Jochen Kröhne: I agree, and again, that’s where you need the political support and where you need the power: Germany is such a wealthy country, and it’s important to use money to address such issues for cancer patients on a national and European level.
Kathy Oliver: And it’s also important to work with all stakeholders: policymakers, academia, industry and payers to arrive at innovative solutions and to work successfully together internationally. Every two years, the IBTA runs the World Summit of Brain Tumour Patient Advocates to which we invite all of these stakeholders including industry, as they are key players in drug development and supporting innovation. We believe that our patient community should understand the therapy development process. We all need to understand each other’s perspectives in order to work productively together. Of course, transparency when working with all parties is vital to dispel any misconceptions, for example, when it comes to the relationship between patient organisations and industry.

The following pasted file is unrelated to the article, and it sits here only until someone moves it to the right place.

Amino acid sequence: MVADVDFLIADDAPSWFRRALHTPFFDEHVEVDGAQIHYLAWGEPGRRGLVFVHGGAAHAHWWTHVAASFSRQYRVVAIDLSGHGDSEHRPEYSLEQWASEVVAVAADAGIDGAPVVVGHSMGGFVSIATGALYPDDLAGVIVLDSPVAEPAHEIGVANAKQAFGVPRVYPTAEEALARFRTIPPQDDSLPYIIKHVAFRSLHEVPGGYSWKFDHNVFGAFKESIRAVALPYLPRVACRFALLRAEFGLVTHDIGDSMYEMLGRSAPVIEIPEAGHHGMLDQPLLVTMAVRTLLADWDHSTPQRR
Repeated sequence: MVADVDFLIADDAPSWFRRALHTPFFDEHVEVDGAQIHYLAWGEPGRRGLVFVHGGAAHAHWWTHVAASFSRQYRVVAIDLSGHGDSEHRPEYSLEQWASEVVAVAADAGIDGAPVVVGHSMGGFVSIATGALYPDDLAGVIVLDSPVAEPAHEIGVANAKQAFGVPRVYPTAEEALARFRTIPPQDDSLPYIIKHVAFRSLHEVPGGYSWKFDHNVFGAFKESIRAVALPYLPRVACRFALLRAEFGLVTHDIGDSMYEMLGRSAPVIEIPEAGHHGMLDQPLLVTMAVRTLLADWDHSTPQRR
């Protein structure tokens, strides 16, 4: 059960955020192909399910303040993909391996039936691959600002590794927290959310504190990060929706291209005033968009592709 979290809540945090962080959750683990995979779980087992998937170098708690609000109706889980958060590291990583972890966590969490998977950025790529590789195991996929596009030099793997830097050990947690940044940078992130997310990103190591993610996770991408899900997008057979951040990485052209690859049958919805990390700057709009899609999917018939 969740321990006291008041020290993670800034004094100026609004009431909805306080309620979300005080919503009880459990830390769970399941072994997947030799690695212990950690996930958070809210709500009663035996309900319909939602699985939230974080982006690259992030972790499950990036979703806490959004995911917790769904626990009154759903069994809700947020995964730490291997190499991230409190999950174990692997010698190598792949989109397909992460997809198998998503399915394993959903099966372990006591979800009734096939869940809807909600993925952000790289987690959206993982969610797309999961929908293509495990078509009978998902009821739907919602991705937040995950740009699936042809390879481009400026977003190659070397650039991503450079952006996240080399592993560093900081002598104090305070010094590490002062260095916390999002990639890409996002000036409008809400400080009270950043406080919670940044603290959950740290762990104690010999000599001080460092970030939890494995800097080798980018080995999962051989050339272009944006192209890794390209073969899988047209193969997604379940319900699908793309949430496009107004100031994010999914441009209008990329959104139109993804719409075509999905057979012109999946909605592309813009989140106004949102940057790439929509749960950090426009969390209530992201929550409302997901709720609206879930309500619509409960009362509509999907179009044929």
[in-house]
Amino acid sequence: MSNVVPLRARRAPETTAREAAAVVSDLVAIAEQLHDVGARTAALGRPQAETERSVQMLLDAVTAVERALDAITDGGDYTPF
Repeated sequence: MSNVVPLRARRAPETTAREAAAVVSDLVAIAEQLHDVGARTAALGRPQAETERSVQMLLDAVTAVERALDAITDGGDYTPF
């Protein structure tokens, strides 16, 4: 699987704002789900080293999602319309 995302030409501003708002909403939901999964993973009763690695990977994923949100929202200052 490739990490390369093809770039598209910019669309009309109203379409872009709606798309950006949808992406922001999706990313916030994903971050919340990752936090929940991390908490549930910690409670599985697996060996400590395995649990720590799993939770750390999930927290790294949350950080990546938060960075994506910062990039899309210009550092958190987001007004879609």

Jochen Kröhne: Yes, that is a barrier in Germany. Of course, organizations like ours have to be independent and trustworthy, as well as put the safety of patients front and center when it comes to verifiable information and data protection. So, we need to have a debate about this, even a critical one. But we cannot exclude the industry altogether. In fact, the Deutsches Innovationsbündnis Krebs & Gehirn e.V., which founded Gemeinsam gegen Glioblastom alongside yeswecan!cer, has started a dialogue with the industry and advocates to bring all stakeholders together, aiming for more transparency. Ultimately, you need to raise awareness and that will help in getting funding for innovation that will benefit cancer patients, especially brain tumour patients. And it’s important that we fight not only for medical treatments, but for the realisation that as a cancer patient, you are human being with the ambition to lead a healthy and rich life, being part of a community and of your social environment, making sure you are included.